The climactic moment, when Eva and Charlotte (facing us and not each other) both briefly touch their own face, mirroring each other's gestures without apparently knowing it, must have been choreographed. But this moment, where "they unite for a few brief moments in perfect symbiosis" (Bergman: Images 328), as Eva expresses the profound connections between them in suffering as "though the umbilical chord had never been cut", is eerie and mesmerizing in its apparent 'naturalness'. At such points Bergman's art, unlike Charlotte's art, embodies, serves the confrontation of certain (though undefinable) 'truths' - no matter how uncomfortable they may be.

Perhaps it is impossible to explain why such visions are so beautiful because they are filmically 'poetic' in a way that beggars description. Godard captures something of the flickering magic, the "wordless secrets"(11), the transient beauty of Bergman's work when he describes other Bergman films as "Like the starfish that opens and closes, they can reveal or conceal the secrecy of a world of which they are the sole repository and also the fascinating reflection. Truth is their truth. They secrete it deep within themselves, and yet with each shot the screen is rent to scatter it to the winds" (75). In Autumn Sonata, past and present fuse in a timeless instant.(12) The weight of this sad time (contained within no particular season) is, in Godard's words, "a vast, limitless meditation upon the instantaneous" like "one twenty-fourth of a second metamorphosed and expanded over an hour and a half" (77). The film is linear only in the most basic sense of being built around Charlotte's arrival and departure because all elements (past and present, music and image) fuse completely.

In Autumn Sonata, the anxiety about the limitations of, the possible dangers implicit in making any form of art meets the possibilities manifested in the film itself of presenting uncontainable, indescribable beauty, of expressing the 'inexpressible'. The formulaic stability (the circular and simple plot formulations, and deceptively simple camera work) is superceded by the emotional and intellectual complexity of the piece, particularly of the central relationship. In the second half of the film the camera fixes close-up on its subjects without mercy as the pain of their present dissolves into that of the past.

The camera holds them and us "fugitive", delving deep into each moment "to give it the quality of an eternity" (Godard 85).

end of article

  • View Notes
    • 1. See, for example Ingmar Bergman's Images: My Life in Film, trans. By Marianne Ruth (London/Boston: Faber and Faber, 1994) or "Ingmar Bergman: An Interview" by Charles Thomas Samuels in Ingmar Bergman: Essays in Criticism, ed. by Stuart M. Kaminsky with Joseph F. Hill (London/Oxford/New York: Oxford University Press, 1975), pp. 98-134.

    • 2. Virtually all the action takes place in a Norwegian parsonage but Bergman's setting is not merely representational: "one is liable", as Richard Combs (in his review for The Listener, 114: 2925, 5 September (1985), 31) says, "to translate [the setting] into something much more non-denominational, non-geographic and non-specific in one's mind." Combs sees Bergman's setting as a kind of "landscape of the soul". The metaphorical setting coupled with psychological 'realism', the enclosed, sometimes austere nature of the film, being an intense study of a few characters, reflects Strindberg's influence on Bergman.

    • 3. "The first script, according to Ingrid Bergman, would have run for four and a half hours [about the length of a full text Shakespeare tragedy] had Bergman not removed large chunks of dialogue during the rehearsal period." (See Peter Cowie's Ingmar Bergman: A Critical Biography (London: Secker & Warburg, 1982, 319.) Bergman's work is Shakespearean in its tight organic construction, its 'open unity' - all facets of the piece cohere and open out in limitless suggestiveness.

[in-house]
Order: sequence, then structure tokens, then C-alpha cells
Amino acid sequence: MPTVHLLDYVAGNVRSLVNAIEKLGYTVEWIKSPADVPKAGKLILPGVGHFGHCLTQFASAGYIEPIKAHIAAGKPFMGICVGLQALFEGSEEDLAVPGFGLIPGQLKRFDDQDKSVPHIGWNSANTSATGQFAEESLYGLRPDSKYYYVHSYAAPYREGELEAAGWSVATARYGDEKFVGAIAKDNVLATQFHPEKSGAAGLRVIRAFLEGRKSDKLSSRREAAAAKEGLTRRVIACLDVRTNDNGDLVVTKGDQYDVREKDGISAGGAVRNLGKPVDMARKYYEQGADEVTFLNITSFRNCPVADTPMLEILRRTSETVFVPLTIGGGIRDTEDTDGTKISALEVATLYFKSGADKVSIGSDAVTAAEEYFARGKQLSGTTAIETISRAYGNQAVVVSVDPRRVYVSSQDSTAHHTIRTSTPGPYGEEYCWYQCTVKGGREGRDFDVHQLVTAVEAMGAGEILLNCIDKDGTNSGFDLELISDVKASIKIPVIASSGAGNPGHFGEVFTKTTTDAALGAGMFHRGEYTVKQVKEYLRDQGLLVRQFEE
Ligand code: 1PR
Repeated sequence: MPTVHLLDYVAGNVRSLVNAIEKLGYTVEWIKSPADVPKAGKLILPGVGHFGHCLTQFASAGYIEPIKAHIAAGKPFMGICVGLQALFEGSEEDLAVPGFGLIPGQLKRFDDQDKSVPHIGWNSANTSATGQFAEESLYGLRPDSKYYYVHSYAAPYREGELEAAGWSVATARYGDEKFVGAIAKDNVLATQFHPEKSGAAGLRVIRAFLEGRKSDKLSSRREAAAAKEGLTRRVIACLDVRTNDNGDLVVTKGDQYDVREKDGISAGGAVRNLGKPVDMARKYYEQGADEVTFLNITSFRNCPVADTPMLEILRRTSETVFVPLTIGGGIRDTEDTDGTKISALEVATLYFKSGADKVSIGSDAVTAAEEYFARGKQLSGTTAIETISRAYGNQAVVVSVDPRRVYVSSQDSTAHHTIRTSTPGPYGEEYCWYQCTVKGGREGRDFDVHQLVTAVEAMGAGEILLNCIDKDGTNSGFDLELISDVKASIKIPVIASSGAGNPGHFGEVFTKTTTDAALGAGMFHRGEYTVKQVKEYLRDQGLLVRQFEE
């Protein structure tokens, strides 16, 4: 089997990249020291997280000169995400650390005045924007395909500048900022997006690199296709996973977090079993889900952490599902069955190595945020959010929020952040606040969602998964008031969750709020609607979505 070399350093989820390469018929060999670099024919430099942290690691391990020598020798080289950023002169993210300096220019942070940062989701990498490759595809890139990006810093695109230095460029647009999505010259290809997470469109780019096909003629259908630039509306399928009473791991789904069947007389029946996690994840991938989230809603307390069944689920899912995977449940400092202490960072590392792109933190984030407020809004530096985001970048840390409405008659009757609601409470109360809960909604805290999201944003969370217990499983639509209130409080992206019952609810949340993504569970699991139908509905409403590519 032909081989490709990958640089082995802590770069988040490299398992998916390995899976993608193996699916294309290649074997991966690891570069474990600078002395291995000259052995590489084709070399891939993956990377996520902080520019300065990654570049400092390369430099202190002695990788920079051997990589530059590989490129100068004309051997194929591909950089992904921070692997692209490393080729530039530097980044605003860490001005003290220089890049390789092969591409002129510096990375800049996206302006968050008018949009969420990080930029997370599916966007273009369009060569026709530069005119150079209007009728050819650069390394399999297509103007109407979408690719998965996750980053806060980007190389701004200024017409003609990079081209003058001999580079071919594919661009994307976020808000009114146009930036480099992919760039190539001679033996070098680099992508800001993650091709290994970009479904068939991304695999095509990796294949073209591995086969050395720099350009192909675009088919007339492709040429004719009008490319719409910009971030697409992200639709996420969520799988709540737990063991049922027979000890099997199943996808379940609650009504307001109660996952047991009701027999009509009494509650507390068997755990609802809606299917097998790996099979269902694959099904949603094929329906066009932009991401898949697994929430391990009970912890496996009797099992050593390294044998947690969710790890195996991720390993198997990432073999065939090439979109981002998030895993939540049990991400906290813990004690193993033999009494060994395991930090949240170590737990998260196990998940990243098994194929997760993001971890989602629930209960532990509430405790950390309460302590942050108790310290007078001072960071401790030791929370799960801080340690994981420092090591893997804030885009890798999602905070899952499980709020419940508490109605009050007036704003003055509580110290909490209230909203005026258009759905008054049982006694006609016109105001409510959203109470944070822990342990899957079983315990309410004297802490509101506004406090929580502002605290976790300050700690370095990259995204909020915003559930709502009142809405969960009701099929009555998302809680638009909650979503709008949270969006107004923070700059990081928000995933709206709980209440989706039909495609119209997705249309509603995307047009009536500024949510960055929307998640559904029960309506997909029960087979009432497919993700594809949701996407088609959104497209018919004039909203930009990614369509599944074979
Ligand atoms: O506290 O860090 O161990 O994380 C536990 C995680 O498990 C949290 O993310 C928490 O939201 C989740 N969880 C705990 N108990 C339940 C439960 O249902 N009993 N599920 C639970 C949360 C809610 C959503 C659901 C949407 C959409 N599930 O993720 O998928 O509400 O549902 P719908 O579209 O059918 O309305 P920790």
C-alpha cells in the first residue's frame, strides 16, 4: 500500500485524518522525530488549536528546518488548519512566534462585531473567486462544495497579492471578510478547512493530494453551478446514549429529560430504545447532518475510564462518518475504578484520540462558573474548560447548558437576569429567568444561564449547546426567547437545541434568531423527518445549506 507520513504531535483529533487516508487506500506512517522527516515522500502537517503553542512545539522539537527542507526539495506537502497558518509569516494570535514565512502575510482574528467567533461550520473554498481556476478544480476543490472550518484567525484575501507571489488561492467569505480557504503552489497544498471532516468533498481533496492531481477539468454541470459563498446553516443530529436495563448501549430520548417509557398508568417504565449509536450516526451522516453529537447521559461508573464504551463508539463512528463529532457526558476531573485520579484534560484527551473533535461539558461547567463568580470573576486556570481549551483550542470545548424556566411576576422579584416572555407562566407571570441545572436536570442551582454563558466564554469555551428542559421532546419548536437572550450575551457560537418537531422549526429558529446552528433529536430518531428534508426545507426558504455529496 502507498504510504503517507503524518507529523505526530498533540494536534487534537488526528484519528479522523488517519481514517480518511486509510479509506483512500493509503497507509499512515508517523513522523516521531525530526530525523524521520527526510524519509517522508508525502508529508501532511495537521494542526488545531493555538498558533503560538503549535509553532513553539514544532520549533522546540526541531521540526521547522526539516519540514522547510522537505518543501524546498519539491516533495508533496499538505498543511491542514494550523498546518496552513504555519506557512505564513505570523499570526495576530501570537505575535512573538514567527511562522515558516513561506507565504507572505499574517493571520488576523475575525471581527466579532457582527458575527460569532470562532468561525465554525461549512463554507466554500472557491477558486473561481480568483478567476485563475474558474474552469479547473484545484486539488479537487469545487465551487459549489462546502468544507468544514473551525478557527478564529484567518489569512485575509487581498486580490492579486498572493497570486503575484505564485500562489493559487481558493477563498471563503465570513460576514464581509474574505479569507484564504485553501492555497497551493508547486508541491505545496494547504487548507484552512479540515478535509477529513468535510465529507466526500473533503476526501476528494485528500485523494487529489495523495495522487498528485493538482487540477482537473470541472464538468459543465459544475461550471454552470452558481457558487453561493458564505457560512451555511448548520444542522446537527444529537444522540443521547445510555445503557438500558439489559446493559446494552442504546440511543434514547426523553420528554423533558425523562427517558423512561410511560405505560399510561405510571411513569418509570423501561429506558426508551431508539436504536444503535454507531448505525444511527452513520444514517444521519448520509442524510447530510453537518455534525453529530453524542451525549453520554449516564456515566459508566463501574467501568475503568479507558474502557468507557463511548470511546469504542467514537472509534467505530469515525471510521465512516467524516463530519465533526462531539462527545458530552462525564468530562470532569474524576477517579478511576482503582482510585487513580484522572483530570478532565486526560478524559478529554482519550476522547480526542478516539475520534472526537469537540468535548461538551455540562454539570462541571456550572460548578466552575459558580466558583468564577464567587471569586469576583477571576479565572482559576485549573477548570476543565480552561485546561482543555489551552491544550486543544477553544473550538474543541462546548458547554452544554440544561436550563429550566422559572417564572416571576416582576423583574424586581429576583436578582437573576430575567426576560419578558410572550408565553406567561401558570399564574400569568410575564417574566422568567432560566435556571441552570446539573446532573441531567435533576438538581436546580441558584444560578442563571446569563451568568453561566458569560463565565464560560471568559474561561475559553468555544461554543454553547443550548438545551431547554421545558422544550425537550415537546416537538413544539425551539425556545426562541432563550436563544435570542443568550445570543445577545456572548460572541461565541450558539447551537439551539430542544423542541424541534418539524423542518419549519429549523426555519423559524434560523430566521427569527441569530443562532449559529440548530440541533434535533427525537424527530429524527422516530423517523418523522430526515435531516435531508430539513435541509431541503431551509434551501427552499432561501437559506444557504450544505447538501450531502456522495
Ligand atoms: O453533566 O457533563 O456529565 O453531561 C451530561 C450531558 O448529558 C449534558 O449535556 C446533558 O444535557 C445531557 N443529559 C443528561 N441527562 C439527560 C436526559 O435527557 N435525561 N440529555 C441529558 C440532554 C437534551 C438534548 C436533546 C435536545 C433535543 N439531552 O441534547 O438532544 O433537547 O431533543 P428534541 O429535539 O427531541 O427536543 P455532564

• 4. The characters appear 'familiar' and transparent enough that, in his Ingmar Bergman and the Rituals of Art (Ithaca/London: Cornell University Press, 1982), Paisley Livingstone speaks of Eva and Charlotte like real acquaintances, hypothesizing about ways they would behave in hypothetical circumstances not depicted in the film. With reference to Eva's performance of the Chopin prelude he writes: "Eva demands praise, and is not content with her mother's modest yet very warm and personal approval. Yet if Charlotte were to betray her knowledge and offer the desired praise, Eva would doubtlessly launch into one of her tirades about her mother's dishonesty and accuse her of superficiality" (247). Even as Livingstone responds to the characters as 'real' people (and Bergman's characters are complicated enough to prompt such responses) he simplifies the relationship, the film's thematic concerns, in claiming that Eva's accusations are "exaggerated and relentless", "motivated by a needless hostility" and "the difficulty central to Autumn Sonata is that of judging the status of the virulent accusations voiced by Eva" (246). By contrast, for John Pym, Eva (not Charlotte) is a "caricature" of the victim, and Charlotte the villain -- "one is so meekly unambitious..., the other so vacantly ambitious." (See "Film Reviews: Autumn Sonata", Sight and Sound, 48:1 (Summer 1978), 56.) Bergman's film would not be nearly so captivating if he presented simple dichotomies of right and wrong, villain and victim. As Eva says, "in man, everything exists" and Bergman is anxious to portray "the wholeness inside every human being. It's a strange thing that every human being has a sort of dignity or wholeness in him" (Bergman in Cowie, 323). Despite their differences, Charlotte, Eva, and Helena are all "paralyzed" in different ways. When shots of Charlotte and Helena, each lying on the floor, pleading for help, are juxtaposed it is not the "crude", "easy parallel" that John Pym makes out but a disturbing reflection on the way pain (however differently manifested) may be inherited, passed on from the parent to the child and never alleviated, or on the way the seeming 'villain' is, even without always knowing, a paralyzed 'child' ("one who has never grown") more pathetic, because of her ignorance, than her disabled daughter.